After a 25-year career on California’s Monterey Peninsula I have returned for a visit with past clients and dear friends Blair and Jacqui Stewart of Pebble Beach, California.
This was originally a single story ranch style home. We gutted the interior and added an expansive second story addition directly over the center of the existing structure. The main level floor plan features a large new kitchen area that looks out over a stepped down living and dining area. All three of the guest bedrooms and bathrooms have been totally updated. A large multi level deck was added off of the living and dining rooms, directly below the new bedroom and bath addition. Pacific Grove architect John Matthams did the design.
Issues to consider
I have about a dozen projects that have been a second story addition under my belt in my thirty year career. In my opinion these are a few relevant issues to consider.
· Local zoning
· Suitability of the house for a second story addition
· Structural capability of the existing foundation
· Room types on the second story (bathrooms ?)
· Location and size of the electrical service
· Determine if the heating system will accommodate the upsize of the home
· Sizing new ductwork for the heating and ventilation system
· Occupancy during construction
· The job’s duration
· The effects of rain, snow or wind after the house has been opened to the elements
· The importance of the current location and neighborhood
Local zoning can be an issue with regard to design review, height limitations and possibly additional parking.
The question of suitability of the home for a second story addition might include the location of existing plumbing (bathrooms, kitchen, laundry) in relation to room type on the new level. Also fitting stairs inside means other space must be sacrificed. You can lose as much as a hundred square feet of space locating a new stairway.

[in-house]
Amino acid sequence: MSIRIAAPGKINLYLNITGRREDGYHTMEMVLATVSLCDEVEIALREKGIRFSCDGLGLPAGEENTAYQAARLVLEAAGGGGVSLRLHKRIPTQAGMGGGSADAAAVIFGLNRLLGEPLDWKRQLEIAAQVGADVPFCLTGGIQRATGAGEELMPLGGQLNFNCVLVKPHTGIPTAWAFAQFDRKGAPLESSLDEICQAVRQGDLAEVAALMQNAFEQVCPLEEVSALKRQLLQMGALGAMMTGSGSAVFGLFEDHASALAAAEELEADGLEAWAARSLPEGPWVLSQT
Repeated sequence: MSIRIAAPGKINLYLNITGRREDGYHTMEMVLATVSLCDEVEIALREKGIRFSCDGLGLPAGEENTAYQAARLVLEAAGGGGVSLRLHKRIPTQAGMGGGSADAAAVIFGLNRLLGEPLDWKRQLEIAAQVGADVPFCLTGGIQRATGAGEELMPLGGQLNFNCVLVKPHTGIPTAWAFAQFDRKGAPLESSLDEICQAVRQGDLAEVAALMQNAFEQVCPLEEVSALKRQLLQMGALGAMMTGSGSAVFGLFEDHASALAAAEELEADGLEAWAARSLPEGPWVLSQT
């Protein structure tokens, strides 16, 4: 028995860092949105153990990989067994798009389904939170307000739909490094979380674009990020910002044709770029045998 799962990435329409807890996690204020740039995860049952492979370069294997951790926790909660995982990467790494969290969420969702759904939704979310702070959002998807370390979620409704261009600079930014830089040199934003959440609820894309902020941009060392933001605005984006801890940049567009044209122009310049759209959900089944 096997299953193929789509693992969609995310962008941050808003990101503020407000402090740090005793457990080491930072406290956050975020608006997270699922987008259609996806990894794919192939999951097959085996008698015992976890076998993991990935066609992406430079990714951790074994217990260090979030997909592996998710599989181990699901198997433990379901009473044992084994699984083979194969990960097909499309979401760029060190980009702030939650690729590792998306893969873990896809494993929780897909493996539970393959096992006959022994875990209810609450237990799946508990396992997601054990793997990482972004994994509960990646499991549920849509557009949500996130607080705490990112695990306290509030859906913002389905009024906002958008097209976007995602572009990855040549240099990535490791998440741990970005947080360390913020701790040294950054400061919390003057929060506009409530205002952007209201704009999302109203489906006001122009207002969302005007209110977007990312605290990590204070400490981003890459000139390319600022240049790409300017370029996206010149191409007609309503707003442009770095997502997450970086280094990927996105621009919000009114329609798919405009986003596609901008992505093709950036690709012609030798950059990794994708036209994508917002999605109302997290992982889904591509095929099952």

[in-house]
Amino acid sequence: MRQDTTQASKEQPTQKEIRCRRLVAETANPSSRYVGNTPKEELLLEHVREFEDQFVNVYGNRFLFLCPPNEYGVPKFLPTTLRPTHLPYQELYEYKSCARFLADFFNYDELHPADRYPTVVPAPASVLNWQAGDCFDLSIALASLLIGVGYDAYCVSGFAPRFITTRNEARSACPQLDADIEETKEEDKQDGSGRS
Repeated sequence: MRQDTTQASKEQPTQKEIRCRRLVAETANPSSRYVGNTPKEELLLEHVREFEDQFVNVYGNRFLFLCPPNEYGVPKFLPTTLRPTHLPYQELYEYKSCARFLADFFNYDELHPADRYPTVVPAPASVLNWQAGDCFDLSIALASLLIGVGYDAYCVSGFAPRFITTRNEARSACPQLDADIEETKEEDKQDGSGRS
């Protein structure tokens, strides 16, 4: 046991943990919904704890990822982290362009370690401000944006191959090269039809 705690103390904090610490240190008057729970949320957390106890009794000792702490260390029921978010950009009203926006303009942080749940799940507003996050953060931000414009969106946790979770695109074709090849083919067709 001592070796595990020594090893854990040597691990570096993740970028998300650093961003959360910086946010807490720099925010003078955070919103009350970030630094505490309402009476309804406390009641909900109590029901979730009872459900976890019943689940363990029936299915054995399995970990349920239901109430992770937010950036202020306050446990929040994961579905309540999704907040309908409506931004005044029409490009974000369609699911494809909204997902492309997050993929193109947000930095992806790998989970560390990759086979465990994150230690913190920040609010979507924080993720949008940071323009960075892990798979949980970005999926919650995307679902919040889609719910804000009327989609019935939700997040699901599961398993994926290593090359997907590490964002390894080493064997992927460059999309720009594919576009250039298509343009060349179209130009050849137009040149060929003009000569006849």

In theory remodeling costs for a second story addition should be lower in that you might not have any foundation work to do, my experience shows that savings is easily lost to other construction issues. A structural engineers opinion comes into play here
With regard to occupancy I strongly recommend you plan on moving yourself and your furniture out during the entire duration of the construction. Could be five months, could be a year depending on the size of the home and complexity of the project.
Exposure to the elements
Opening up the roof for a second story addition means exposure to the elements. A builder with experience and most importantly a strong organizational background is a critical component here. Another question is open it up in summer or winter? No matter what there will be some moisture issues. My feeling on a winter roof tear off is that at least snow can be shoveled.
A second story addition isn’t cheap. In my judgment it’s an art, not a science. The cost of a project depends on the scope and scale, quality of materials and finishes the homeowner picks. In my opinion 300.00 a square foot is low. Be prepared to spend upwards of $400.00 per square depending on your market. If you get serious about it, your first investment starts with a good as built drawing of the home.
With regard to your current location the ability to stay in the neighborhood you’ve lived in for years or to continue enjoying a setting that couldn’t be duplicated elsewhere. That might be something you can’t put a price on.